Many bigger boats are marketed as a “couple’s” boat, when really it has room for twice that. It is a great marketing ploy – convince them that they need more, and they will pay top dollar for what they think they need. But you don’t need it. When you purchase a boat – you are trading one life for another. You are agreeing that there is much to be gained by living smaller. Living closer to nature. Rowing ashore to catch the last few minutes of the local farmer’s market, hanging a fishing line off the stern, reading a book and watching the sunset in the cockpit, feeling the gusts lay your boat over at night, and dashing up to the deck to make sure you aren’t dragging. Embrace that. You love it. That’s why you are choosing this life. You can do all that aboard a 31ft boat, or a 41ft boat. Any cruising boat you choose will have space to cook, sleep, pee, and eat. That is all you need. But that extra 10 feet won’t give you room for a swimming pool, an exercise room, a two-car garage, or a dining room AND a breakfast nook. Really? A breakfast nook – and you’re telling me you want a boat?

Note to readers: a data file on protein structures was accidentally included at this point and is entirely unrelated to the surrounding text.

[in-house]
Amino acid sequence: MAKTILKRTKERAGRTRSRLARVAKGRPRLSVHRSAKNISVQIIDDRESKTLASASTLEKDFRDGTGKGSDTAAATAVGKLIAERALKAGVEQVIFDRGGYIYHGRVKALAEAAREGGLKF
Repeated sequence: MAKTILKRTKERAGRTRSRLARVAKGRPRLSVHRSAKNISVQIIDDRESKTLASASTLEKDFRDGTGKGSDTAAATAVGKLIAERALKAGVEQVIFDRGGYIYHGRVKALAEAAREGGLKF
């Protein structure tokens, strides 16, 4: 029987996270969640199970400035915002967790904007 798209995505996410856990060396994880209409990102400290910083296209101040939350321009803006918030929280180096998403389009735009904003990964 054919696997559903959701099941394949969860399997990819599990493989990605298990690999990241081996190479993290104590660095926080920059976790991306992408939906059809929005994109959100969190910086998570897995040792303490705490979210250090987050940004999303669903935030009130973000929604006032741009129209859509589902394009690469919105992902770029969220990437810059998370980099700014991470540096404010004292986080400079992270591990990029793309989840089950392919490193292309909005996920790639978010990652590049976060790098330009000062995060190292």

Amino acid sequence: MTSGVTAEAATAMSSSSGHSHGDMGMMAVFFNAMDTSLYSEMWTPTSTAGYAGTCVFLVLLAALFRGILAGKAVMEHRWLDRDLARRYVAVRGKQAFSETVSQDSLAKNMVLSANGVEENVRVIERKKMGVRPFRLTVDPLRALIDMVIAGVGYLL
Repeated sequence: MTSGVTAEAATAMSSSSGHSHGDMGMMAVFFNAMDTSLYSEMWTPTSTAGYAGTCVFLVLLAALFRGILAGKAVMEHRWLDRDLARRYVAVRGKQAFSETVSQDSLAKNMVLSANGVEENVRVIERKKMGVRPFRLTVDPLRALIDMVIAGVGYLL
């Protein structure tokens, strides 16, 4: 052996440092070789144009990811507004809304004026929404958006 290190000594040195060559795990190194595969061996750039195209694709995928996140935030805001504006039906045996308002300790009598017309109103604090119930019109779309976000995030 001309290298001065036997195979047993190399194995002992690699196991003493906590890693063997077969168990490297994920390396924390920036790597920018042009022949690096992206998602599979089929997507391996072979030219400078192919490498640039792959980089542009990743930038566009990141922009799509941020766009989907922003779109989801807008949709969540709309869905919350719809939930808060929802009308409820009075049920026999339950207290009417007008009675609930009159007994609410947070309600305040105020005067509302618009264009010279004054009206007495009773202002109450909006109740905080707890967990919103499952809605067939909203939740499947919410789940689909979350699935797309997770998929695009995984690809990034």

I’m not suggesting that you set sail on a tiny boat with a dozen other people. Lets be clear – living with your chosen life partner aboard a boat of any size won’t feel cramped. Living aboard even a 55ft boat with the wrong crew will feel like the walls are closing in on you. Like I said – it is not a house, it will never be a house, but it is the people aboard who make it a home.